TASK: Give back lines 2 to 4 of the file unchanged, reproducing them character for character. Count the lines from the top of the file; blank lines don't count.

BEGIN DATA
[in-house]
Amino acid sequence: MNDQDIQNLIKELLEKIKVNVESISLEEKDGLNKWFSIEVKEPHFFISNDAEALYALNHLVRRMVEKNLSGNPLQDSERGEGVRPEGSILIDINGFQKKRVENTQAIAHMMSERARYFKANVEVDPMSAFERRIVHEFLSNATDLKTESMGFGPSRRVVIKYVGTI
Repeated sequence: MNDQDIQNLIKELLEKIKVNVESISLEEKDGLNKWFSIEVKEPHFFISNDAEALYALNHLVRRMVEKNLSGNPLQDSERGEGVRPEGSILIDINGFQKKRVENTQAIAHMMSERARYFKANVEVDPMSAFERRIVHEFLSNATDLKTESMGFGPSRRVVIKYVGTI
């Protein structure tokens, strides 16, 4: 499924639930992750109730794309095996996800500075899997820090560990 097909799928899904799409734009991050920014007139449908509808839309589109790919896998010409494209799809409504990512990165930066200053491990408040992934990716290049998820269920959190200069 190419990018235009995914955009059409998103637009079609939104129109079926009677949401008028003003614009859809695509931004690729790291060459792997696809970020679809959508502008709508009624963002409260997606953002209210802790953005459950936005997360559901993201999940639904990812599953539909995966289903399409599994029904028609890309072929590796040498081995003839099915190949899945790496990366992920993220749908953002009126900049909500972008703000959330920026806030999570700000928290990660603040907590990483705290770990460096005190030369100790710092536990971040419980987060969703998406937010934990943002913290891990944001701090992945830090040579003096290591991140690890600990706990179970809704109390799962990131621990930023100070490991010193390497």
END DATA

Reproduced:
Amino acid sequence: MNDQDIQNLIKELLEKIKVNVESISLEEKDGLNKWFSIEVKEPHFFISNDAEALYALNHLVRRMVEKNLSGNPLQDSERGEGVRPEGSILIDINGFQKKRVENTQAIAHMMSERARYFKANVEVDPMSAFERRIVHEFLSNATDLKTESMGFGPSRRVVIKYVGTI
Repeated sequence: MNDQDIQNLIKELLEKIKVNVESISLEEKDGLNKWFSIEVKEPHFFISNDAEALYALNHLVRRMVEKNLSGNPLQDSERGEGVRPEGSILIDINGFQKKRVENTQAIAHMMSERARYFKANVEVDPMSAFERRIVHEFLSNATDLKTESMGFGPSRRVVIKYVGTI
């Protein structure tokens, strides 16, 4: 499924639930992750109730794309095996996800500075899997820090560990 097909799928899904799409734009991050920014007139449908509808839309589109790919896998010409494209799809409504990512990165930066200053491990408040992934990716290049998820269920959190200069 190419990018235009995914955009059409998103637009079609939104129109079926009677949401008028003003614009859809695509931004690729790291060459792997696809970020679809959508502008709508009624963002409260997606953002209210802790953005459950936005997360559901993201999940639904990812599953539909995966289903399409599994029904028609890309072929590796040498081995003839099915190949899945790496990366992920993220749908953002009126900049909500972008703000959330920026806030999570700000928290990660603040907590990483705290770990460096005190030369100790710092536990971040419980987060969703998406937010934990943002913290891990944001701090992945830090040579003096290591991140690890600990706990179970809704109390799962990131621990930023100070490991010193390497």